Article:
A Victoria stock trader who was charged in connection with a $200-million US securities fraud has been ordered committed for extradition to the United States.
Colin Jeffrey Heatherington was taken into custody Monday following the ruling by B.C. Supreme Court Justice Michael Brundrett in a Vancouver courtroom. The next step in the extradition process is for the federal justice minister to decide whether to order Heatherington surrendered for extradition.
The accused was a stock trader at Absolute Capital Management Holdings Ltd. from 2004 to 2008, when numerous cross trades of penny-stock companies were made, attracting the attention of American securities regulators.
U.S. authorities allege that Heatherington and his co-conspirators at ACMH, a hedge-fund management company operating mainly from Palma de Mallorca in Spain, caused the hedge funds managed by ACMH to invest in penny stocks traded in the U.S. and elsewhere.
They claim that the accused manipulated the trading of the penny stocks to inflate or artificially prop up their prices to exaggerate the purported profitability of the hedge funds holding them.
While manipulating the trading of the penny stocks, the accused sold their personal holdings of the penny stocks to the hedge funds at the inflated prices, thus profiting from the manipulation of the stock prices, says the record of the case filed by the Attorney General of Canada on behalf of the U.S. authorities.
As a result of the fraud, the hedge funds lost at least $200 million US and the co-conspirators, including Heatherington, profited by at least $11.6 million, say the U.S. authorities.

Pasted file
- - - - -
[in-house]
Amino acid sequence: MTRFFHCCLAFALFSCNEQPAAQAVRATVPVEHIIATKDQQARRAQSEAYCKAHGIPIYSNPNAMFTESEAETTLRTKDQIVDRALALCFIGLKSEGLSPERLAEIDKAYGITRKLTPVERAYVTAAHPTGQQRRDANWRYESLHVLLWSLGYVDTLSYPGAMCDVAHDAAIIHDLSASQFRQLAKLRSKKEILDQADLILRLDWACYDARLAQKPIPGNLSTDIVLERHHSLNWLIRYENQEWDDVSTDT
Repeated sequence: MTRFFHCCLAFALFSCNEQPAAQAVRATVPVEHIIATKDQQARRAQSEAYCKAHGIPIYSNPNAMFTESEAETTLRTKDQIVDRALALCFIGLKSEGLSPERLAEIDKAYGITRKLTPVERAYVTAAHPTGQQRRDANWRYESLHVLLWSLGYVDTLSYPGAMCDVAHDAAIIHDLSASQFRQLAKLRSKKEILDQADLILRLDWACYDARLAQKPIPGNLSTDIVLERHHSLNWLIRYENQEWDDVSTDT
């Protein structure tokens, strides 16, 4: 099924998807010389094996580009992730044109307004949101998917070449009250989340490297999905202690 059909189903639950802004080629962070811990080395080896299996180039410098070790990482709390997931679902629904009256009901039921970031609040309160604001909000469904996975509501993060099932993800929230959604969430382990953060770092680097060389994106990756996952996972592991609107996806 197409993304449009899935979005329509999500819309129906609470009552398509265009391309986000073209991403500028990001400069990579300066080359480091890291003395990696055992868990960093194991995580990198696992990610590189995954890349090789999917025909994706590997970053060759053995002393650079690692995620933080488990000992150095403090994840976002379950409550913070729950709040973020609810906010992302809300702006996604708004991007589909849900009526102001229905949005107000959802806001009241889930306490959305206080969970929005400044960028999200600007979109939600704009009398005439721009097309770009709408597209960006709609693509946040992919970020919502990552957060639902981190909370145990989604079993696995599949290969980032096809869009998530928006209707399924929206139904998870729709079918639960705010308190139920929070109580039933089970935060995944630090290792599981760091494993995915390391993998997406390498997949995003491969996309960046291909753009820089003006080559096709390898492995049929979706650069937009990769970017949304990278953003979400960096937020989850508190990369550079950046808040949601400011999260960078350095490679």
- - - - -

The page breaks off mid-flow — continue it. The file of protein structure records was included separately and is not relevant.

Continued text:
At the extradition hearing, Heatherington disputed the inference that he intentionally manipulated the stock market or that anyone was intentionally deprived of their money.
He claimed that the U.S. authorities had cast too wide a net of generalized allegations in a bid to ensnare him.
Heatherington’s lawyer argued that his client played only a minor role in a complex scheme directed by others.
But in his ruling, the judge said that the fact that the evidence in the U.S. case could support an inference consistent with innocence is not sufficient to set aside a committal order for extradition.
“The test is whether a [reasonably instructed] jury could convict Mr. Heatherington, not whether it would convict him,” said the judge.
“The choice between competing inferences ultimately is the decision for the fact-finder at trial, not the extradition judge.”
Brundrett noted that there was some evidence that Heatherington had discretion in executing trades and observed that the nature of the scheme suggested it was designed to circumvent the free and fair operation of the stock market.
He noted, as well, that funds from another company that was co-owned by Heatherington were later used to purchase a home in Victoria for him for a total of $7.9 million and that Heatherington told his bosses that he wanted as few people as possible knowing about that company.
The judge concluded that a properly instructed jury could find that Heatherington’s conduct amounted to the “trade craft of a fraudster” involved with others in stock-market manipulation. Heatherington is entitled to seek bail and to file an appeal of the judge’s ruling.